2010 Volume 26 Issue 2 Pages 119-126
    Published: August 25, 2010
    Released: September 30, 2010
    JOURNALS FREE ACCESS
    Introduction: It has become clear that the onset of heart failure is closely linked to right apex pacing, which lengthens the QRS duration and evokes discoordinate contraction of the left ventricle (LV). Currently, it is thought that the site inducing the shortest QRS duration is optimal for pacing.
    Objectives: The purpose of this study was to ascertain the pacing site inducing the shortest QRS duration and to examine the configuration of the 12-lead electrocardiogram and heart function while pacing at this site.
    Methods: Nine patients with normal heart function were enrolled. Pacing at right ventricular outflow, mid-interventricular septum (MS), and right ventricular apex was performed. QRS duration was measured and the configuration of the 12-lead electrocardiogram changed by pacing was studied. Output and LV dp/dt were calculated at each pacing site.
    Results: QRS duration became shorter with MS pacing and the pacing lead situated at the periphery of the coronary sinus and turned in a posterior direction. The configuration of the 12-lead electrocardiogram showed an Rs or rS pattern with II, III, and aVF leads. Output and LV dp/dt showed a tendency to increase with MS pacing.
    Conclusion: It is thought that mid-interventricular septum pacing shortens the QRS duration.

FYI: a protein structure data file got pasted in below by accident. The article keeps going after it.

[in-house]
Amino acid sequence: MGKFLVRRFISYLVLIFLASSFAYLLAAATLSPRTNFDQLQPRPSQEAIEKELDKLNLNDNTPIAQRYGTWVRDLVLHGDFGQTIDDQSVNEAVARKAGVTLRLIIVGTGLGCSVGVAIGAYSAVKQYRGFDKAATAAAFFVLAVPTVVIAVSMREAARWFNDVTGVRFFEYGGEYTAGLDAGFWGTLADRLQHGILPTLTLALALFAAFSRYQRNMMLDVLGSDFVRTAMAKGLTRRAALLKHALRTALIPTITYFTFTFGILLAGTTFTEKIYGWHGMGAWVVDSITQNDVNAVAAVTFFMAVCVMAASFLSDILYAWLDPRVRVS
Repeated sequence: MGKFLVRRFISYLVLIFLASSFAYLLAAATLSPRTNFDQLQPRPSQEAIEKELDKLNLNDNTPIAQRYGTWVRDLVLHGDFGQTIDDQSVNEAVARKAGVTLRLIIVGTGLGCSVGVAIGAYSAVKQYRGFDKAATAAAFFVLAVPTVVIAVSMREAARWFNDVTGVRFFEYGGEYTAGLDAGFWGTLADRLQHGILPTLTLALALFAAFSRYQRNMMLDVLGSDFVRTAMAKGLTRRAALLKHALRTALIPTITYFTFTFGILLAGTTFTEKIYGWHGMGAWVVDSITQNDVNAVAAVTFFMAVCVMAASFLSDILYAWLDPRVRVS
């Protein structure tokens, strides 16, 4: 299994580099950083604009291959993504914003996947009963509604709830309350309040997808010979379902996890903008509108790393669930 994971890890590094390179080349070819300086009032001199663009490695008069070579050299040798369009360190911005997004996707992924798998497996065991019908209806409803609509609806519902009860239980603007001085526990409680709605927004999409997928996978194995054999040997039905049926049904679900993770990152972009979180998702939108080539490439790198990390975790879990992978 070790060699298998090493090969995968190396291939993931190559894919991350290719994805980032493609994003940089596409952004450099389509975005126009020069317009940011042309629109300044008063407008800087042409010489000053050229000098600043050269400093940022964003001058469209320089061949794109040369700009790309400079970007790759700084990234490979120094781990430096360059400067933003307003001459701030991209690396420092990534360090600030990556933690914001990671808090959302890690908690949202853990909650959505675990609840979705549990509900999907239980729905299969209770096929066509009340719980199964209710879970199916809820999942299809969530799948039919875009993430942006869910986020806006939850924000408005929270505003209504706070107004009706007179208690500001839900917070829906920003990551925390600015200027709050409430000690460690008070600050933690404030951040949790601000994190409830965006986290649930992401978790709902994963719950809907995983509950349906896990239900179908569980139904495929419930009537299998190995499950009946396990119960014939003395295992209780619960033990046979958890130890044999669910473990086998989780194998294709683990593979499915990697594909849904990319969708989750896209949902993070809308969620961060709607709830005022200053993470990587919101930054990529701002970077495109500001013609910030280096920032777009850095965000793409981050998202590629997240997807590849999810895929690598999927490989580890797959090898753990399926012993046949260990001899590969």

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  • Hideki Hayashi, Akashi Miyamoto, Katsuya Ishida, Tomohide Yoshino, Yos ...
    2010 Volume 26 Issue 2 Pages 127-133
    Published: August 25, 2010
    Released: September 30, 2010
    JOURNALS FREE ACCESS
    Background: Early repolarization, which was regarded as benign, has recently been associated with malignant arrhythmia. Despite the newly emerged importance of early repolarization, little is known about prevalence and QT interval of early repolarization.
    Methods: Early repolarization (defined as an elevation at the junction between QRS complex and ST segment ≥0.1 mV in at least 2 leads) was assessed in database containing 308,391 ECGs consisting of 102,065 patients (52,779 males and 49,286 females).
    Results: A total of 1,775 patients (mean age, 49±30 years) with early repolarization were chosen (1.7% of total population). The prevalence of early repolarization was about 11-times higher in male patients (n=1,623) than in female patients (n=152). The prevalence of early repolarization was 1.4% at the age of 0–9 years, peaked (5.0%) at the age of 10–19 years, and progressively decreased with advancing age from 20 to 79 years (3.3, 2.1, 1.6, 0.9, 0.5, and 0.3% at the age of 20–29, 30–39, 40–49, 50–59, 60–69, and 70–79 years, respectively). Bazett’s QTc interval of patients with early repolarization did not significantly differ among groups of each decade and between genders.